Actually, Sharon D. Clarke, playing Grace, the black granny, would have made a good Doctor.  She has warmth, intelligence, and presence.

As for the story…  It looks pretty.  The script, though, is generic – like Power Rangers, only with better characterization.  Males, worryingly, are incompetent – cowardly, curmudgeonly, or homicidal.  Chibnall is also prone to big mission statements.

I liked Moffat more than Davies, but had problems with both. RTD was often cheesy emotional, and used the story to hang big emotional setpieces on. (I couldn’t stand Tennant, either.) Moffat’s Dr. Who was insular, more interested in series mythology and fetishizing the Doctor than in exploring the universe, and asking questions. He wrote some really clever episodes, though, and I enjoyed the last two seasons (especially “Heaven Sent” and the run with Bill).

Chibnall’s Dr. Who credentials include 42 (bad), The Hungry Earth / Cold Blood, Dinosaurs on a Spaceship, and The Power of Three (all mediocre), plus the abysmal Torchwood.  That’s not a promising pedigree.  This might be like Nicholas Briggs taking over the helm of Big Finish from Gary Russell, when an inventive, imaginative range settled for merely competent.

(When was the last really great Dr. Who audio play?  It can’t have been Night Thoughts and The Kingmaker, all the way back in 2006, surely?)

Dr. Who shouldn’t do “competent”; it should be rich and strange and mad.  (Anybody remotely interesting is mad, in some way or another.)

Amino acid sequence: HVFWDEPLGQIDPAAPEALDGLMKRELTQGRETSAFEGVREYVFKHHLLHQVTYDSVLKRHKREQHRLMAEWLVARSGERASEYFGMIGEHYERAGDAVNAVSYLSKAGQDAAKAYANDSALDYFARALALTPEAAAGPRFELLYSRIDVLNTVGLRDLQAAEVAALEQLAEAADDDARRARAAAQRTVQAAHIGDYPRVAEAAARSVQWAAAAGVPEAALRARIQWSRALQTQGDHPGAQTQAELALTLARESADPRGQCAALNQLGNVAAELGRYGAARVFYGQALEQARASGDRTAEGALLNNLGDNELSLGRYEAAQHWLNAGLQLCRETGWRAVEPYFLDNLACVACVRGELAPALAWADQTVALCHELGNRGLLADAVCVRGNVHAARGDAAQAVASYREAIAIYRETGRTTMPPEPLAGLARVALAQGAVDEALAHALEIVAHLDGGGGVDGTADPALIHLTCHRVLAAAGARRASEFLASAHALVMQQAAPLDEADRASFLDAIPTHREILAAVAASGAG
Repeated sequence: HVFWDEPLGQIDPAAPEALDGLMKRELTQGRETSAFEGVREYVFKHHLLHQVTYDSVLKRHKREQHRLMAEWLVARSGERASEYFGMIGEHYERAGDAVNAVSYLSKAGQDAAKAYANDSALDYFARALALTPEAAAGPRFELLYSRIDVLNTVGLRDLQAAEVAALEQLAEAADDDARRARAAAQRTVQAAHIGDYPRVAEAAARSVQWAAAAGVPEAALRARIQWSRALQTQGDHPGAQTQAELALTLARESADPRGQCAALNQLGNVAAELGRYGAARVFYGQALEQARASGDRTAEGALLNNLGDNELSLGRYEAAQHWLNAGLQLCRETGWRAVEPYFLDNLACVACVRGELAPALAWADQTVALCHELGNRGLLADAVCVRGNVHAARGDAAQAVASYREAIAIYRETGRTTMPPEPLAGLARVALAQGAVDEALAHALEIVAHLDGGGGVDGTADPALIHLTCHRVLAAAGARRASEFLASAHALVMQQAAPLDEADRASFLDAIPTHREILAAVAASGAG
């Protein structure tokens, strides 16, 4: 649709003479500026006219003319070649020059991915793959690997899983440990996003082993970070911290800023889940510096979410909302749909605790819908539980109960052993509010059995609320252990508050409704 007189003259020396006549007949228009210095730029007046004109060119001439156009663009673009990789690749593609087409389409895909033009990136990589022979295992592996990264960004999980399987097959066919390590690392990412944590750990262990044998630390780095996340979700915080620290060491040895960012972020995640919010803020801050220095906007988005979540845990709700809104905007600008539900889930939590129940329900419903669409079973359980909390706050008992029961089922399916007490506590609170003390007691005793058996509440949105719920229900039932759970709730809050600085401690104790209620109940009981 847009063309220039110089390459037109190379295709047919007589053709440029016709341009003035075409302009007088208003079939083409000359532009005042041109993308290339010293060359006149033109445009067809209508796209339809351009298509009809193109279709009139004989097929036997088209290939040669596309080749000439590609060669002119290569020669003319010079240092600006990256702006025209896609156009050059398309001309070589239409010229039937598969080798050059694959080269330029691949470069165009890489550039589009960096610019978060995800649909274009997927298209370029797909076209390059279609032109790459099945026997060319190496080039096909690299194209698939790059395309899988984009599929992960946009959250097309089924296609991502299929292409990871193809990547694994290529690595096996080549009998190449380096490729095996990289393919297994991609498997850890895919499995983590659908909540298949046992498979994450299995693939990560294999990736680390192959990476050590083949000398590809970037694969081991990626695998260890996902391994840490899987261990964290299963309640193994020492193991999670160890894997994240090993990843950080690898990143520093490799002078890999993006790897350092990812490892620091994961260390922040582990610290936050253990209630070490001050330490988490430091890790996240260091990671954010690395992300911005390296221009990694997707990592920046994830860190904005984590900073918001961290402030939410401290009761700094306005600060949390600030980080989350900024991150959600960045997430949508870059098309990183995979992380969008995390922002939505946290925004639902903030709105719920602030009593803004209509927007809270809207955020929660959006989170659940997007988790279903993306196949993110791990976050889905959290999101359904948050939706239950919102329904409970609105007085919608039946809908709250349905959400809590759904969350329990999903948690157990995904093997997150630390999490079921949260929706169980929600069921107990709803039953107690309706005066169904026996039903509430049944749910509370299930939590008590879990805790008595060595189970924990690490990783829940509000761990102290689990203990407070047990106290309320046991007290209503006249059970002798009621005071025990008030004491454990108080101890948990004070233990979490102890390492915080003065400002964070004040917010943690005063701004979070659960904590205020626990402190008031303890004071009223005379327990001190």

It’s practically its own genre. It’s at the intersection of B-movie, avant garde theatre, rep Shakespeare and absurdist comedy.

On one level, it’s an exciting adventure show that mixes horror with high comedy, sending impressionable youngsters hurtling behind the sofa, while older viewers laugh at the Doctor’s wit.

On another, it is (to the horror of moralists like Mary Whitehouse) liberal humanist propaganda (with a side order of strangulation by obscene vegetable matter), in which the hero wins the day by being curious, asking questions, and challenging bureaucracy and authority.

On another, it is an intellectual comedy that deals in social satire, hard science and high end physics, evolutionary theory, Buddhist parables, and cultural relativism.

While having taxmen made of seaweed, dangerous monsters that decompose into narcotics, executioners made of liquorice allsorts, and alien criminal masterminds with six copies of the Mona Lisa in their cellar (with “This is a fake” written in felt pen).

And a madman in a box who lands in someone else’s story and warps the narrative around him.

The TARDIS doesn’t just travel in time and space; it travels in story. One story might show the Doctor land in a Shakespearean drama; the next, Hammer Horror or a mash-up of Sherlock Holmes and Fu Manchu; after that, a hard SF story rewritten by Tom Stoppard, or The Prisoner of Zenda with androids.

The show is, as Jon Pertwee’s Doctor observed, serious about what it does, not about the way it does it. As script editor Douglas Adams (yes, of H2GT2G fame) said, the programme is “complex enough for the kids to enjoy, and simple enough for the adults to follow”’.

Unsurprisingly, I lean much more towards rad than trad, and frock than gun.  My favourite TV story is Ghost Light.  My favourite Dr. Who writers include Robert Holmes, Douglas Adams, Donald Cotton, Lawrence Miles, Dave Stone, and Paul Magrs, with a dash of Paul Cornell, Jim Mortimore, and (of course) Terrance Dicks.  (If you understand that paragraph, drop me a line.)



Doctor Who: An Unearthly Child

Half a century of adventure begins with mild curiosity in a junkyard.

Two London schoolteachers, Ian Chesterton (science) and Barbara Wright (history), are intrigued by their pupil, Susan Foreman.